Lockdowns trigger 'substantial' downfall in global carbon emissions

WION Web Team
New Delhi, India Published: May 20, 2020, 11:53 AM(IST)

Representative image Photograph:( Reuters )

Story highlights

The findings show the world has experienced the sharpest drop in carbon output since records began, with large sections of the global economy brought to a near standstill.

Carbon dioxide emissions have fallen dramatically since lockdowns were imposed around the world due to the coronavirus crisis, research has shown.

In early April, coronavirus lockdowns led to a 17 percent reduction worldwide in carbon pollution compared to the same period last year, according to the first peer-reviewed assessment of the pandemic's impact on CO2 emissions, published in Nature Climate Change.

The findings show the world has experienced the sharpest drop in carbon output since records began, with large sections of the global economy brought to a near standstill.

The comprehensive analysis was conducted by scientists from the University of East Anglia, Stanford University in the US, the Cicero Centre in Norway, as well as scientists in the Netherlands, Australia, France and Germany.

Four countries or blocs, China, the United States, the European Union and India, accounted for two-thirds of the downturn across the first four months of 2020, equivalent to more than one billion tonnes of CO2.

When the lockdown was at its most stringent, in some countries emissions fell by just over 26 per cent on average. In the UK, the decline was about 31 per cent, while in Australia emissions fell 28.3 per cent for a period during April.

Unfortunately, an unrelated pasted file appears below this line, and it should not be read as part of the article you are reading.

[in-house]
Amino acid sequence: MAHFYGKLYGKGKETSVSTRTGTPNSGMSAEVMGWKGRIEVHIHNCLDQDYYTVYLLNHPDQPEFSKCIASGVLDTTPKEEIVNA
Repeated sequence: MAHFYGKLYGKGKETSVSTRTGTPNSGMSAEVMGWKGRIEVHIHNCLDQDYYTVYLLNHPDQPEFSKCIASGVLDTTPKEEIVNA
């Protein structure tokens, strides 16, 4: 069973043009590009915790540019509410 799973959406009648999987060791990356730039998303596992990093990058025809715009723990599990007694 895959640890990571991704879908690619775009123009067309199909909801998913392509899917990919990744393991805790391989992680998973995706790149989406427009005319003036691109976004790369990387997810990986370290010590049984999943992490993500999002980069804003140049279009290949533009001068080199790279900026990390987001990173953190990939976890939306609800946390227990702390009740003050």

Emissions from aviation showed a dramatic decline, of about 60 per cent, as international flights between many countries were grounded. Emissions from surface transport fell less sharply, by about 36 per cent. Power generation and industry accounted for about 86 per cent of the total decline in emissions.

Total emissions from industry and energy last year came to a record 37 billion tonnes. 

"Population confinement has led to drastic changes in energy use and CO2 emissions," said lead author Corinne Le Quere, a professor at the Tyndall Centre for Climate Change Research at the University of East Anglia.

"These extreme decreases are likely to be temporary, however, as they do not reflect structural changes in the economic, transport or energy systems."

With nearly five million confirmed infections and 320,000 deaths, the COVID-19 pandemic has deflected attention from the climate crisis that dominated global concerns in 2019.

But the climate threat remains, other experts warn.

"This will make barely a dent in the ongoing build-up of carbon dioxide in the atmosphere," said Richard Betts, head of climate impacts research at Britain's Met Office Hadley Centre.

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